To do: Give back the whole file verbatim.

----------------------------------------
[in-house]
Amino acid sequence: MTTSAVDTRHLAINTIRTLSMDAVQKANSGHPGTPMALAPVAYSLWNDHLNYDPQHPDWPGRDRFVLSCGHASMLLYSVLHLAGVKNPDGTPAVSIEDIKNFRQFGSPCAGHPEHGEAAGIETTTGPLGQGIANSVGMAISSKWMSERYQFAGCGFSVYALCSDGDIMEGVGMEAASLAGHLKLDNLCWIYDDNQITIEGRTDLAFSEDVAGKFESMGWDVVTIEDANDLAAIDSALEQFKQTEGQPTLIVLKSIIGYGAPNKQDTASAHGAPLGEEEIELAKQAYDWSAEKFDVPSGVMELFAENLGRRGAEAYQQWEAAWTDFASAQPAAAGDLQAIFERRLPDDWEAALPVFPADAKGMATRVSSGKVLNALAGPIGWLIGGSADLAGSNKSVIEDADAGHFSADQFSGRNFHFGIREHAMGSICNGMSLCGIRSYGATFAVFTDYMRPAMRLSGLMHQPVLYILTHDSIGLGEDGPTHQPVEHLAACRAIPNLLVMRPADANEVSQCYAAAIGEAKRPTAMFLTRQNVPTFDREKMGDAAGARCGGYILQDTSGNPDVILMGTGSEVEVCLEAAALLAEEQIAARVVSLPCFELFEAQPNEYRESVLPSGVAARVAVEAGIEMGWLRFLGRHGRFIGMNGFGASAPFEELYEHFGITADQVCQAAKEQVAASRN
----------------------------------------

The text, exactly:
[in-house]
Amino acid sequence: MTTSAVDTRHLAINTIRTLSMDAVQKANSGHPGTPMALAPVAYSLWNDHLNYDPQHPDWPGRDRFVLSCGHASMLLYSVLHLAGVKNPDGTPAVSIEDIKNFRQFGSPCAGHPEHGEAAGIETTTGPLGQGIANSVGMAISSKWMSERYQFAGCGFSVYALCSDGDIMEGVGMEAASLAGHLKLDNLCWIYDDNQITIEGRTDLAFSEDVAGKFESMGWDVVTIEDANDLAAIDSALEQFKQTEGQPTLIVLKSIIGYGAPNKQDTASAHGAPLGEEEIELAKQAYDWSAEKFDVPSGVMELFAENLGRRGAEAYQQWEAAWTDFASAQPAAAGDLQAIFERRLPDDWEAALPVFPADAKGMATRVSSGKVLNALAGPIGWLIGGSADLAGSNKSVIEDADAGHFSADQFSGRNFHFGIREHAMGSICNGMSLCGIRSYGATFAVFTDYMRPAMRLSGLMHQPVLYILTHDSIGLGEDGPTHQPVEHLAACRAIPNLLVMRPADANEVSQCYAAAIGEAKRPTAMFLTRQNVPTFDREKMGDAAGARCGGYILQDTSGNPDVILMGTGSEVEVCLEAAALLAEEQIAARVVSLPCFELFEAQPNEYRESVLPSGVAARVAVEAGIEMGWLRFLGRHGRFIGMNGFGASAPFEELYEHFGITADQVCQAAKEQVAASRN